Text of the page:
Check out the film trailer or the official film site for more info.

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Docs Around Town: Aug. 22 – Aug. 28

Center Aisle Cinema - August 21, 2014

ifyoubuildit

August 27: If You Build It” 5:30 p.m. at  Ragtag, free. (via)

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New DVD: “Is the Man Who Is Tall Happy?”

Center Aisle Cinema - August 18, 2014

isthemanwhoistallhappy

We recently added “Is the Man Who Is Tall Happy” to the DBRL collection. The film was shown earlier this year at Ragtag Cinema and currently has a rating of 91% from critics at Rotten Tomatoes. Here’s a synopsis from our catalog:

An animated documentary on the life of controversial MIT professor, philosopher, linguist, anti-war activist and political firebrand Noam Chomsky. Through complex, lively conversations with Chomsky and brilliant illustrations by Gondry himself, the film reveals the life and work of the father of modern linguistics while also exploring his theories on the emergence of language.

An animated documentary on the life of controversial MIT professor, philosopher, linguist, anti-war activist and political firebrand Noam Chomsky. Through complex, lively conversations with Chomsky and brilliant illustrations by Gondry himself, the film reveals the life and work of the father of modern linguistics while also exploring his theories on the emergence of language. – See more at: http://dbrl.bibliocommons.com/item/show/577581018_is_the_man_who_is_tall_happy#sthash.59NCeRDk.dpuf Roger Ross Williams explores the role of the American Evangelical movement in fueling Uganda’s terrifying turn towards biblical law and the proposed death penalty for homosexuality. Thanks to charismatic religious leaders and a well-financed campaign, these draconian new laws and the politicians that peddle them are winning over the Ugandan public. But these dangerous policies and the money that fuels them are coming from American’s largest megachurches. – See more at: http://dbrl.bibliocommons.com/item/show/559029018_god_loves_uganda#sthash.hmxmLNTm.dpuf Roger Ross Williams explores the role of the American Evangelical movement in fueling Uganda’s terrifying turn towards biblical law and the proposed death penalty for homosexuality. Thanks to charismatic religious leaders and a well-financed campaign, these draconian new laws and the politicians that peddle them are winning over the Ugandan public. But these dangerous policies and the money that fuels them are coming from American’s largest megachurches. – See more at: http://dbrl.bibliocommons.com/item/show/559029018_god_loves_uganda#sthash.hmxmLNTm.dpuf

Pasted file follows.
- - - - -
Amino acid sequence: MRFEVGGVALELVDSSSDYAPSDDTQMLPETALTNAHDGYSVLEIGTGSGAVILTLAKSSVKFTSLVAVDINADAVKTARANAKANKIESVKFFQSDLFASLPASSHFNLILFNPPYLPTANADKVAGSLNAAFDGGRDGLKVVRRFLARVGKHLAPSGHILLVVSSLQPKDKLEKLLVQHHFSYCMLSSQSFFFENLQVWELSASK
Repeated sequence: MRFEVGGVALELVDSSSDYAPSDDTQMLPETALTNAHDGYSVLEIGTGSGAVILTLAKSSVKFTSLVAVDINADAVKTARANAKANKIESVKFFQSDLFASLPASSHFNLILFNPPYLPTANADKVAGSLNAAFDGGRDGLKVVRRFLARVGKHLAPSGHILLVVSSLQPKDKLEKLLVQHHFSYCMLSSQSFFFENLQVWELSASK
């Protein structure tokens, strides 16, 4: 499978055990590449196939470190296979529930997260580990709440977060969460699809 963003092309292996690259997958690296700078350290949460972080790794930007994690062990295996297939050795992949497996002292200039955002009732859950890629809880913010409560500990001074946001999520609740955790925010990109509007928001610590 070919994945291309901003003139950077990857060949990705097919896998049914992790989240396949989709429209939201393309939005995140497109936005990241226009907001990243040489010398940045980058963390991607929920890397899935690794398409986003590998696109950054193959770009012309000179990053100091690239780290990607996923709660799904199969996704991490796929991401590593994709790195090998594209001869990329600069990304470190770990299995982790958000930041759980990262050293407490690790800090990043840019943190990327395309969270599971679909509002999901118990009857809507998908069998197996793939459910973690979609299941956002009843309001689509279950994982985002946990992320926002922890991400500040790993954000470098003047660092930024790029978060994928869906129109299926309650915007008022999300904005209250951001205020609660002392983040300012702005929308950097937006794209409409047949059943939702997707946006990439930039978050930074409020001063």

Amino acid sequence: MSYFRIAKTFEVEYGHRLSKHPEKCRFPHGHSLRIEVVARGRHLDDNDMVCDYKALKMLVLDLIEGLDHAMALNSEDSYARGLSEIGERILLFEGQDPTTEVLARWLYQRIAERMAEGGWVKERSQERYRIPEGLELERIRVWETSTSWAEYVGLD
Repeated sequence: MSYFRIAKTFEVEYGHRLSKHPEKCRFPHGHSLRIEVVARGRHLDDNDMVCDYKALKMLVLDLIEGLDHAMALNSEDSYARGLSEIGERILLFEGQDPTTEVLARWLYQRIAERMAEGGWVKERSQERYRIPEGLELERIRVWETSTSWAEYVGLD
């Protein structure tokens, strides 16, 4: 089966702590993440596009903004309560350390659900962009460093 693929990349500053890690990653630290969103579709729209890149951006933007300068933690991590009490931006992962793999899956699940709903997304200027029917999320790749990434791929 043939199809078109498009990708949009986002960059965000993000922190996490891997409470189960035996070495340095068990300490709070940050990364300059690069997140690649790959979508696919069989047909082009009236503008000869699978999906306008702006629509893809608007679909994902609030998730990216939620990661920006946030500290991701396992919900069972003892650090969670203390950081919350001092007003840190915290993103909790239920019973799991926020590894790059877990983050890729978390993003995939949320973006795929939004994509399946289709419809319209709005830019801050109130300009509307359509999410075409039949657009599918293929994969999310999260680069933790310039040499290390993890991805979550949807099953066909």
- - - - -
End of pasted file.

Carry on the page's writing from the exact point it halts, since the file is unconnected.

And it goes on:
Check out the film trailer or the official film site for more info.